Foods That Appear Good for You… but Aren’t: Part One


Everyone knows that foods like bacon, double cheeseburgers, potato chips, and ice cream sundaes are not good for you. We may splurge sometimes, but these foods make no claims for their nutritional value. The same can’t be said for some junk food that masquerades astricky-foods healthy food, or food that just plain seems like it should be healthy, but isn’t. Below, we’ve compiled a list of some of the foods that people most frequently think are healthy… but aren’t.

Trick Food #1: Granola

Is there any food that has such a reputation for healthfulness as granola? Since the 1960s, when many in the counter-culture movement embraced it as a health food, granola has been considered one of the most nutritious breakfast or snack foods available. But if you read the labels of most of today’s commercially available granola, you’ll see that a cup often contains as many as 500 calories, in addition to many grams of sugar and fat. Some granolas are healthier, but be sure to check the nutrition facts before you do some inadvertent damage to your diet.

Trick Food #2: Veggie Chips

It sounds too good to be true: crunchy, salty snacks that taste like potato chips but are as healthy as a serving of fresh vegetables. Unfortunately, things that sound too good to be true often are, and that’s the case with most veggie chips, sticks, and other snacks. In most cases, these snacks are indeed just potato chips in disguise; their primary ingredient is potato flour, and the vegetables are present only as coloring. If you really want to snack on veggies, look for vegetable snacks that actually look like vegetables; baked or fried veggie snacks are increasingly available and provide a genuine alternative to potato chips.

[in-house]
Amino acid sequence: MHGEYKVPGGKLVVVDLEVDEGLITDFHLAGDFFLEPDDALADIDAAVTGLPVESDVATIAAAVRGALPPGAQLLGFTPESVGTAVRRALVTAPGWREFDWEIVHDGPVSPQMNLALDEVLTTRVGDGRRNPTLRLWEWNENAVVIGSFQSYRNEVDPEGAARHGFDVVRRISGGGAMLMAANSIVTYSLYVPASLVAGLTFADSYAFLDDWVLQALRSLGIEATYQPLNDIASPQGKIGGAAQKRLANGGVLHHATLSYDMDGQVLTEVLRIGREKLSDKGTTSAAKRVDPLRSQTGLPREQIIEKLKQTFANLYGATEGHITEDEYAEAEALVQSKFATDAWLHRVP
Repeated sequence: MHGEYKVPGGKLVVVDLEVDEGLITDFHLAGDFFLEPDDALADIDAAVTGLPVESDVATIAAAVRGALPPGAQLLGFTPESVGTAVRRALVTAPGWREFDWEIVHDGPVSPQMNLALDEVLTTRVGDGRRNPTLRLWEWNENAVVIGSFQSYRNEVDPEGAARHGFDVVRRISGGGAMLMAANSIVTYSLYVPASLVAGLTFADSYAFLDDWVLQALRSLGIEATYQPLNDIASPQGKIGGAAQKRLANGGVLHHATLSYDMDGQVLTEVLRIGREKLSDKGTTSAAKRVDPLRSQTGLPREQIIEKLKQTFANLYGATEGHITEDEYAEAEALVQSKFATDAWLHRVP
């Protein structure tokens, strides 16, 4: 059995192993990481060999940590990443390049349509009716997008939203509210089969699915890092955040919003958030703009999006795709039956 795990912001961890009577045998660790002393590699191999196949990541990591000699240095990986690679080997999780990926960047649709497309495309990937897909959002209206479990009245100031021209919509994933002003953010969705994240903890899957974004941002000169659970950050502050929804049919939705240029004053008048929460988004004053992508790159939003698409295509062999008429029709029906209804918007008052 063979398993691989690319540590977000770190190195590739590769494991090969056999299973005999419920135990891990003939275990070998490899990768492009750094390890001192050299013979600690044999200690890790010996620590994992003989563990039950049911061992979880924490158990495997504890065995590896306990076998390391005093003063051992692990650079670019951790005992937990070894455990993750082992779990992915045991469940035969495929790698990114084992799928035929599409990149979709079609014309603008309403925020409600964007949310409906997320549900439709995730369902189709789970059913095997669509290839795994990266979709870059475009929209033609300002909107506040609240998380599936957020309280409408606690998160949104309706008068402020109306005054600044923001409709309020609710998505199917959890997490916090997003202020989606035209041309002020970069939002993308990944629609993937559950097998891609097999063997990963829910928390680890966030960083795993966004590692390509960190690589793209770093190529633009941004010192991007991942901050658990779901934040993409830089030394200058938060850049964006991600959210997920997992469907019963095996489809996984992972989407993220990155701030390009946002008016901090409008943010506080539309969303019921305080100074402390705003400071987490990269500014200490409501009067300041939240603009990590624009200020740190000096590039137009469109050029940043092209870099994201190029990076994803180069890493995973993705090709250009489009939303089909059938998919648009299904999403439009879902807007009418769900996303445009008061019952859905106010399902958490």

Trick Food #3: Yogurt-Covered Raisins, Pretzels, or Anything Else

Purveyors of yogurt-covered snacks trade on the public’s perception that anything involving yogurt is healthy. Yogurt itself is, of course, healthy; it’s filled with calcium, vitamin D, protein, and probiotics. But the main ingredients in the yogurt coating of most snacks are palm oil and sugar, with “yogurt powder” running a distant third. If you’re looking for the health benefits of yogurt, have a real yogurt, and treat yogurt-covered snacks as an occasional splurge.

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